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North Pole

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Geodetic Point

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Source: Wikipedia

The North Pole is moving as a result of the melting of glaciers and ice sheets. Since observations began in 1899, the North Pole has been heading southwards 10 centimeters per year along longitude 70° west. This is due to the thaw following the last ice age: the melting of the glaciers lets the crust rebound, redistributing Earth's mass and leading to subtle changes in its axis of rotation. But recent effects of global warming started to kick in, as Jianli Chen of the University of Texas at Austin showed. Since 2005, the pole suddenly began moving eastwards by 1.2 metres to date. This was established using the data of the GRACE satellite which measures changes in Earth's gravity field.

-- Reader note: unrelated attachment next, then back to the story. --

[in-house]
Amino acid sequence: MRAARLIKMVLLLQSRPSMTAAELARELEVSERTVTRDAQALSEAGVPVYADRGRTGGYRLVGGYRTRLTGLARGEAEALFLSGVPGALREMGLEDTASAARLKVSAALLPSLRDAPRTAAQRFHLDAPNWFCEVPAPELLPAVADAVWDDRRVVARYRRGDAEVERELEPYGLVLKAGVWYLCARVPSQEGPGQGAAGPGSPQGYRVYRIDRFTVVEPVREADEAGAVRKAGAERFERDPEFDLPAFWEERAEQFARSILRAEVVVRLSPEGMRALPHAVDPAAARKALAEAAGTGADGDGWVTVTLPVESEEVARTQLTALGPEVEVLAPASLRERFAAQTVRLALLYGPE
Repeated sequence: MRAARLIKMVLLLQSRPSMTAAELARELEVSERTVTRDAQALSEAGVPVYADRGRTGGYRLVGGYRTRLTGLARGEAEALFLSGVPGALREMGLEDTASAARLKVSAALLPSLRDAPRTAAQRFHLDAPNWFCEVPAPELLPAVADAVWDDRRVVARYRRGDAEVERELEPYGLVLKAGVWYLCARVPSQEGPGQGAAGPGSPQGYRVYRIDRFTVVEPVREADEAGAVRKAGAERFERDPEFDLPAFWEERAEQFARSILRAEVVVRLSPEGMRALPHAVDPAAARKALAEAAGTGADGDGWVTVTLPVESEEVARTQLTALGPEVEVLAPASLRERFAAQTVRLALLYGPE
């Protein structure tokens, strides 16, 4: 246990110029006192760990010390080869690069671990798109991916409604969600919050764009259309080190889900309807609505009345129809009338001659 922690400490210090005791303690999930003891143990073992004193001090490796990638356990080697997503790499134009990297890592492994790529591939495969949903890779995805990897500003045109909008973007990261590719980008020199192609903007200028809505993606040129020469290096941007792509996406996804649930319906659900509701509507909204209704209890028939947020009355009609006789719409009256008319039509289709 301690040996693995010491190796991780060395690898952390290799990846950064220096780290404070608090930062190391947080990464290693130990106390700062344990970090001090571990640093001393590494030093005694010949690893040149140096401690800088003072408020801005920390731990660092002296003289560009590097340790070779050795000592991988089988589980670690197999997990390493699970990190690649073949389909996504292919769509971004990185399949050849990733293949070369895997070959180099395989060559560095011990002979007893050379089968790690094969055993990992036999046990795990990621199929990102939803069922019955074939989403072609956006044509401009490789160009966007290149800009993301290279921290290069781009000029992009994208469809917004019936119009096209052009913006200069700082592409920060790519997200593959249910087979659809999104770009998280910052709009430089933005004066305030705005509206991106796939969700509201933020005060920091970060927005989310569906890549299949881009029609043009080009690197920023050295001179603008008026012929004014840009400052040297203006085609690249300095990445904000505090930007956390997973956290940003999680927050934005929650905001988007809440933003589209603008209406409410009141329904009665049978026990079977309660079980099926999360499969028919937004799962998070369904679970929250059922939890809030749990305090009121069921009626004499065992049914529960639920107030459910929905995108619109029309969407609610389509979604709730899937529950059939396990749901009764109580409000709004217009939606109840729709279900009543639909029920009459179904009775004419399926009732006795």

Source: NewScientist, 21 December 2013, p.12

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